The State Water Engineer's Office will take action after July 11 on Douglas County's request to transfer water from the Eagle Valley Basin.
Carson and Indian Hills officials declared last week they will protest Douglas County's request to transfer 32.5 acre-feet of water rights from the Lompa family, taking water from the Eagle Valley Basin in Carson City.
The protests have not yet been received by the state office, Deputy Engineer Tracy Taylor said Wednesday. State Engineer Hugh Ricci was out of the office this week.
"(Ricci) can't do anything with it until it's ready for action," Taylor said.
Any water use within the state, besides domestic wells, needs a permit from the State Water Engineer's Office.
Once the application is put into action after the public comment period ends July 11, Ricci may schedule a hearing or request additional information.
Bob Nunes, community development director for Douglas County, said the county has been planning for years to accommodate the commercial area surrounding the new Wal-Mart Supercenter and has spent a lot of money on the infrastructure.
"Maybe these people (protesters) have other agendas. Who knows?" he said. "Indian Hills would like a bigger rate base. So would everyone else."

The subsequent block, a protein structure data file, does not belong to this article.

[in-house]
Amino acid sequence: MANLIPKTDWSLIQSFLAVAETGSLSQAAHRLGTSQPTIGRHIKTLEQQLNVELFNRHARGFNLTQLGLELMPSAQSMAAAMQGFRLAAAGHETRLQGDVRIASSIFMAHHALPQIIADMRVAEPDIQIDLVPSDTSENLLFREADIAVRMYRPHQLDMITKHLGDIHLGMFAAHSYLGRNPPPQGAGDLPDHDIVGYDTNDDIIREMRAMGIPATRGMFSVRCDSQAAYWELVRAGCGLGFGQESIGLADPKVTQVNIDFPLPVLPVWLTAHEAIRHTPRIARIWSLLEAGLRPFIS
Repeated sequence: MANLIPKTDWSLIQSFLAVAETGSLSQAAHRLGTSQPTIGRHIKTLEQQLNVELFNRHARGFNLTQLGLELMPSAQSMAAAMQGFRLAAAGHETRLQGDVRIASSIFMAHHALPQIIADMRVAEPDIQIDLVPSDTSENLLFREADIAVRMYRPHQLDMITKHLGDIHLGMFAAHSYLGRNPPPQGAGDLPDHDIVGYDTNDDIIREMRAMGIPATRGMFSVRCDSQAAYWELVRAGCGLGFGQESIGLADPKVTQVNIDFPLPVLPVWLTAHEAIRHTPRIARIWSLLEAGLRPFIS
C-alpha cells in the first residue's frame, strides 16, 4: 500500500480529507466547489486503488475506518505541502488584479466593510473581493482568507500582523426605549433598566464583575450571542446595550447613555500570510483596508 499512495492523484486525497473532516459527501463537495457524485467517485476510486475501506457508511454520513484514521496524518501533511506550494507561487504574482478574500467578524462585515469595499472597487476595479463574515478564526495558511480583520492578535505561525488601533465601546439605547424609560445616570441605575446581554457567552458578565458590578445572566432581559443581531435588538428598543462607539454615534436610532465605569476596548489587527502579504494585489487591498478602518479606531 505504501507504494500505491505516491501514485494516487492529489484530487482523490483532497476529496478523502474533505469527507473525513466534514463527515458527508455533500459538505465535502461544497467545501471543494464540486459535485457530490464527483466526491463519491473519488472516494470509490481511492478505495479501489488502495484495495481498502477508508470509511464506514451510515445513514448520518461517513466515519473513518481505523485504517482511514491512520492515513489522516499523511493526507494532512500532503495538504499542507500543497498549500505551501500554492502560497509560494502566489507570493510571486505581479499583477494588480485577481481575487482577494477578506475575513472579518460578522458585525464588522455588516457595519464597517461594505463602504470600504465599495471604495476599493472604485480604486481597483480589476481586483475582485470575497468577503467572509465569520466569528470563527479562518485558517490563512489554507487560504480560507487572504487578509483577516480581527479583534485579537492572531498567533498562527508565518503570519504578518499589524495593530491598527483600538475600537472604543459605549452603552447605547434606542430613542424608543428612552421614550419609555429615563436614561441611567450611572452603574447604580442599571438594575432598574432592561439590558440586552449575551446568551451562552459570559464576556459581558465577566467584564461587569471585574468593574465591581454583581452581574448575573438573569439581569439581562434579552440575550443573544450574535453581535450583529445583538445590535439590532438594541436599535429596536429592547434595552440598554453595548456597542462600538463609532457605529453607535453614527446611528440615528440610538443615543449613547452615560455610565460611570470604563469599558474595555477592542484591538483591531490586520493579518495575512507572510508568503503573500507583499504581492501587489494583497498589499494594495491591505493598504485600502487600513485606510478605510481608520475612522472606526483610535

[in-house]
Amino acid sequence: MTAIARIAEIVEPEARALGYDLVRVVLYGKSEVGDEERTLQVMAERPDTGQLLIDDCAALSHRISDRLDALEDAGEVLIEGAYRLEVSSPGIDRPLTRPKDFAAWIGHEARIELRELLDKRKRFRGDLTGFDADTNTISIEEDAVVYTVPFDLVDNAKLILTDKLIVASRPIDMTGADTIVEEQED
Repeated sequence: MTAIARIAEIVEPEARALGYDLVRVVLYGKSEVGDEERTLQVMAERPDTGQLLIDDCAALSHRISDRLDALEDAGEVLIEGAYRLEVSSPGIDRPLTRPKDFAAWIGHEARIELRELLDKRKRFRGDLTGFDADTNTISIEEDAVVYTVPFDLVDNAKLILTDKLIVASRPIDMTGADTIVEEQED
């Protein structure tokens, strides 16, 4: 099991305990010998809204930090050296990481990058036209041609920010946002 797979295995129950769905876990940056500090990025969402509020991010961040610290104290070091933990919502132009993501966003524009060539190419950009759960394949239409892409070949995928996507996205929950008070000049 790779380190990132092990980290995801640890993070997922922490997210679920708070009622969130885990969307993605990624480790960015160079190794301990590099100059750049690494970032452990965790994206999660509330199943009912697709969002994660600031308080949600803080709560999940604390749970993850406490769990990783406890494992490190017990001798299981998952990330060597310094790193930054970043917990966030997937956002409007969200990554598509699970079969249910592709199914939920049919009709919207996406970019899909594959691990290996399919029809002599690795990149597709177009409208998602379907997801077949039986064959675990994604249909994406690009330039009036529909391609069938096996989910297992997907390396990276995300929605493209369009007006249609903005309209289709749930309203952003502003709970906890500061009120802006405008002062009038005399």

Carson City draws water from the Eagle Valley basin, as does the Indian Hills District from two wells near Jacks Valley Elementary School, but pumping more water from the Wal-Mart well could affect the two wells owned by the district near Jacks Valley Elementary School, said Indian Hills district manager Jim Bentley.
Carson City Supervisor Pete Livermore said communications and cooperation were the primary objections to the transfer. Supervisor Robin Williamson, the only Carson City official to object to the protest, agreed.
Williamson said water rights overlap in both counties and the issue needs to be addressed regionally rather than county-by-county.
"Some counties in Nevada spend hundreds of thousands of dollars each year on legal costs. I don't want to get into that situation. We need to work together, to discuss things over a table rather than in a courtroom."